Take the 2-minute tour ×
Stack Overflow is a question and answer site for professional and enthusiast programmers. It's 100% free, no registration required.

I want to store it to an int in the form of 0x...

How do I store that value in an integer instead of printing it out?

share|improve this question

closed as not a real question by Andy Prowl, Matt Ball, syam, Kerrek SB, 0x499602D2 May 23 '13 at 23:40

It's difficult to tell what is being asked here. This question is ambiguous, vague, incomplete, overly broad, or rhetorical and cannot be reasonably answered in its current form. For help clarifying this question so that it can be reopened, visit the help center.If this question can be reworded to fit the rules in the help center, please edit the question.

That makes no sense. At all. –  Kerrek SB May 23 '13 at 23:27
Uhm... what are you trying to do again? In English please. –  Nik Bougalis May 23 '13 at 23:27
Please go read this, then come back with a question that is understandable - stackoverflow.com/questions/how-to-ask –  OldProgrammer May 23 '13 at 23:28
int i = 0xF; and int i = 15; both do the exact same thing. –  chris May 23 '13 at 23:29
An int has no defined visual representation -- you can choose to present it visually as hex, binary, octal, decimal, or anything else you can think of. The "visualization" of it occurs when it's printed/displayed. –  Hot Licks May 23 '13 at 23:30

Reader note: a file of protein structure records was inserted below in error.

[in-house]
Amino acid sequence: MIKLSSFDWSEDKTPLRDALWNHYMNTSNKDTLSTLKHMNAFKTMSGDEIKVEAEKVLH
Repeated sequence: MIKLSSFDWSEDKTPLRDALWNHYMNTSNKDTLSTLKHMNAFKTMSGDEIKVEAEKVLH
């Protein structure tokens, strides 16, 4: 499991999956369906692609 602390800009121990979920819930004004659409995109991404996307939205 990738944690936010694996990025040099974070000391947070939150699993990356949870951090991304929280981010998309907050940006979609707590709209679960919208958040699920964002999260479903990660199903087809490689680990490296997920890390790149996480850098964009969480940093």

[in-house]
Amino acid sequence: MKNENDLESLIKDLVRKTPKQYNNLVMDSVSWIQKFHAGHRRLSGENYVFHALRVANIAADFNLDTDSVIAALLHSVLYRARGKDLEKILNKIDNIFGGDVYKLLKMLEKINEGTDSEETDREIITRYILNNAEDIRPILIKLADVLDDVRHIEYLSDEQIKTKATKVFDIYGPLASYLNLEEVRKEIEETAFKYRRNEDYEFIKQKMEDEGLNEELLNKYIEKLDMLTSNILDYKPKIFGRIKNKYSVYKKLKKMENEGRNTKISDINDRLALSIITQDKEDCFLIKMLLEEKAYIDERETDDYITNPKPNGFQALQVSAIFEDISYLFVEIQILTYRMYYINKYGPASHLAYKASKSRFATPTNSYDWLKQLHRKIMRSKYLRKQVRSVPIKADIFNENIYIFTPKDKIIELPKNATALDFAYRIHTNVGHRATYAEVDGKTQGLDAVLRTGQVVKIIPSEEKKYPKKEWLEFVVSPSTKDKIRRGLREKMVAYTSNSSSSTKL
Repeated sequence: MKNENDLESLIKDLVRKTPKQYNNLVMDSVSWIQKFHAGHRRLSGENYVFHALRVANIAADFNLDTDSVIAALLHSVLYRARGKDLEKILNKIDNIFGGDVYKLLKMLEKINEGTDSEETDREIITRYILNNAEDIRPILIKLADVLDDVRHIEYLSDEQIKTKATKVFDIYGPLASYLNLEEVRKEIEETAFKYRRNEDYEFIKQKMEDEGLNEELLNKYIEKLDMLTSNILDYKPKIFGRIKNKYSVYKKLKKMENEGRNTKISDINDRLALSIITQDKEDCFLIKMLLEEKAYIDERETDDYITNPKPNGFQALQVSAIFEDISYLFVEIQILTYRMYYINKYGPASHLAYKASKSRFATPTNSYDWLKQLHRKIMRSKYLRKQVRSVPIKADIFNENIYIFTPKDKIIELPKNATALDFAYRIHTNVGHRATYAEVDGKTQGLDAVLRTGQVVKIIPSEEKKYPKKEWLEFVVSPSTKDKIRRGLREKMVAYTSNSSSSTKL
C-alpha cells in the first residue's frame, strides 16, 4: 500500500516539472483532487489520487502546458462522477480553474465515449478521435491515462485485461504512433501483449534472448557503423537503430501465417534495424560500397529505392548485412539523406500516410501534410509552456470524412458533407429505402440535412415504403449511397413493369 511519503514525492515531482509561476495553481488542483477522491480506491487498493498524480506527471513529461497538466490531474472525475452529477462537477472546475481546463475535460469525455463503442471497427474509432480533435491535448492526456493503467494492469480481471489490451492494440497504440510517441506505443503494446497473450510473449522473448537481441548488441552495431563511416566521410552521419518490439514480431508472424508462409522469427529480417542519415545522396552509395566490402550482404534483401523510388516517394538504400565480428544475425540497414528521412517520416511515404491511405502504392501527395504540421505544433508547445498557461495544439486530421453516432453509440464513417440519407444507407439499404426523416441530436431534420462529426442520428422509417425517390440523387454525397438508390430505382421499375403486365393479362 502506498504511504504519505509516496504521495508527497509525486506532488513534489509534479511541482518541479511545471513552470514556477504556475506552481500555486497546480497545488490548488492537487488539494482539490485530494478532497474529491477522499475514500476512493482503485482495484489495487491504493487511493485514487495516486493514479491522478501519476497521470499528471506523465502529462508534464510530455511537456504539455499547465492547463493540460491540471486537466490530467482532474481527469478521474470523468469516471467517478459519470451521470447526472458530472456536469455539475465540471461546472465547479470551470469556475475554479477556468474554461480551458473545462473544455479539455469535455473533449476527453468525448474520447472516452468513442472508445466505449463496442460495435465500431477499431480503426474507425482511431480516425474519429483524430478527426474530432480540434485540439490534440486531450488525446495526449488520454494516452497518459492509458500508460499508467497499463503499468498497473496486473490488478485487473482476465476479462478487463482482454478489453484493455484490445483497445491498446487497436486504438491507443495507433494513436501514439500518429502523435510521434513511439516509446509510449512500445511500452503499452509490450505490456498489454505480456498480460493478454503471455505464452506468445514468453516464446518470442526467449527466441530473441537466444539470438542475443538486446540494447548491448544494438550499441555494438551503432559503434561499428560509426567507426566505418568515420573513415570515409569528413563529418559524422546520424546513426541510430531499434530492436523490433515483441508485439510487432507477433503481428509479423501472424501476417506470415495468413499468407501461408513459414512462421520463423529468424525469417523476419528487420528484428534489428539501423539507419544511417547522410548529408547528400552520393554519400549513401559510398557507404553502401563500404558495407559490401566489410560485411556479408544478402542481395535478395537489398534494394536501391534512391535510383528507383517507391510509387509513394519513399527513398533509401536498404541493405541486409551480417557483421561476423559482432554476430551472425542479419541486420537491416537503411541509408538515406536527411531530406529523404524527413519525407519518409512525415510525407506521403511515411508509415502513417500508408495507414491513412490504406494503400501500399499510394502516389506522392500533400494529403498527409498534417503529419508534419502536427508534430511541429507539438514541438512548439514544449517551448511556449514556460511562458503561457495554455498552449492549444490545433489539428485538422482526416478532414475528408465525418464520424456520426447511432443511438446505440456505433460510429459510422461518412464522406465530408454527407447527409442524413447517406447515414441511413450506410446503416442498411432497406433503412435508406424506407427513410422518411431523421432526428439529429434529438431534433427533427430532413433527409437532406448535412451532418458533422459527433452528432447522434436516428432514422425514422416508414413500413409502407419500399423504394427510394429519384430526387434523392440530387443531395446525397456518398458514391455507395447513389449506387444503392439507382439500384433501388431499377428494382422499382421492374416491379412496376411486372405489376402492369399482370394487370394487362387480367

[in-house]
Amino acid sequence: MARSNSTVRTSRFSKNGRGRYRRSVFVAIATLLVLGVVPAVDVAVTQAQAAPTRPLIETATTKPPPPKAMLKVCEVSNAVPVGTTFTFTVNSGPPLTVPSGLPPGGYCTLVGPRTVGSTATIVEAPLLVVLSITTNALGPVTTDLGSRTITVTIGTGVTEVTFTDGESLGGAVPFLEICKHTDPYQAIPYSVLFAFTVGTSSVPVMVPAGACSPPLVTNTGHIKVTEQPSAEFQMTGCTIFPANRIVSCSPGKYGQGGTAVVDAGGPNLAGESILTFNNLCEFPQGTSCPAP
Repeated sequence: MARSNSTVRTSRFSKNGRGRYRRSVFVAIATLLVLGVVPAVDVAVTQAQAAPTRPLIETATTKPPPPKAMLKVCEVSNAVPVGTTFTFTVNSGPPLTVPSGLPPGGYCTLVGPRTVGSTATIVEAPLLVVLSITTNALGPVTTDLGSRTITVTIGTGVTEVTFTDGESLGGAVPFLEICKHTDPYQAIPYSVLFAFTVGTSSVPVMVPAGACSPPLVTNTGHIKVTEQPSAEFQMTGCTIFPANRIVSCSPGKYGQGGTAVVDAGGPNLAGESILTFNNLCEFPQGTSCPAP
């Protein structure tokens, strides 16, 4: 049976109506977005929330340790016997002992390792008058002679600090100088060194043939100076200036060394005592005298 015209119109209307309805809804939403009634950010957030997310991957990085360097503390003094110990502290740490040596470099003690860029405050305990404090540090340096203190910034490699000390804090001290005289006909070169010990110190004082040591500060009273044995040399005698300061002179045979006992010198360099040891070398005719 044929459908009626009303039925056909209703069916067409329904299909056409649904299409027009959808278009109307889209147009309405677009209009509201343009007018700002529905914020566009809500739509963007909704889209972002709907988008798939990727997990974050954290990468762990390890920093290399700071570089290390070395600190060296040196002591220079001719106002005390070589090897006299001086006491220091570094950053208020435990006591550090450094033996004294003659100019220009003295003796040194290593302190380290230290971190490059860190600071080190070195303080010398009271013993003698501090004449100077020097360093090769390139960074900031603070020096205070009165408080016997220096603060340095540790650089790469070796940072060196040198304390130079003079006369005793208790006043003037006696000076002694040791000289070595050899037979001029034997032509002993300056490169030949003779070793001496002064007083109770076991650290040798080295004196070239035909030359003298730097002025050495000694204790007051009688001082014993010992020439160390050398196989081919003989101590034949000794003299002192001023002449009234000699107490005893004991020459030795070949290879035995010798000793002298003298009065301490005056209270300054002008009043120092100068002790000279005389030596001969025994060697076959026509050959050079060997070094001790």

2 Answers 2

If you have an integer value, and you want to print it just do the following (in C):

int number = 555;
printf("%d",number); //this prints number in decimal

printf("%x",number); //this prints number in haxadecimal

You must not forget, to a machine, there are only 0's and 1's. You just have to define the way you want to print it

In C++:

int number = 555;
std::cout << std::hex << number << std::endl; //this will print the number in hexadecimal
share|improve this answer

You can store the value into a string stream first:

#include <stringstream>

std::stringstream ss;
ss << std::hex << dec;

int n;
ss >> n;
share|improve this answer

Not the answer you're looking for? Browse other questions tagged or ask your own question.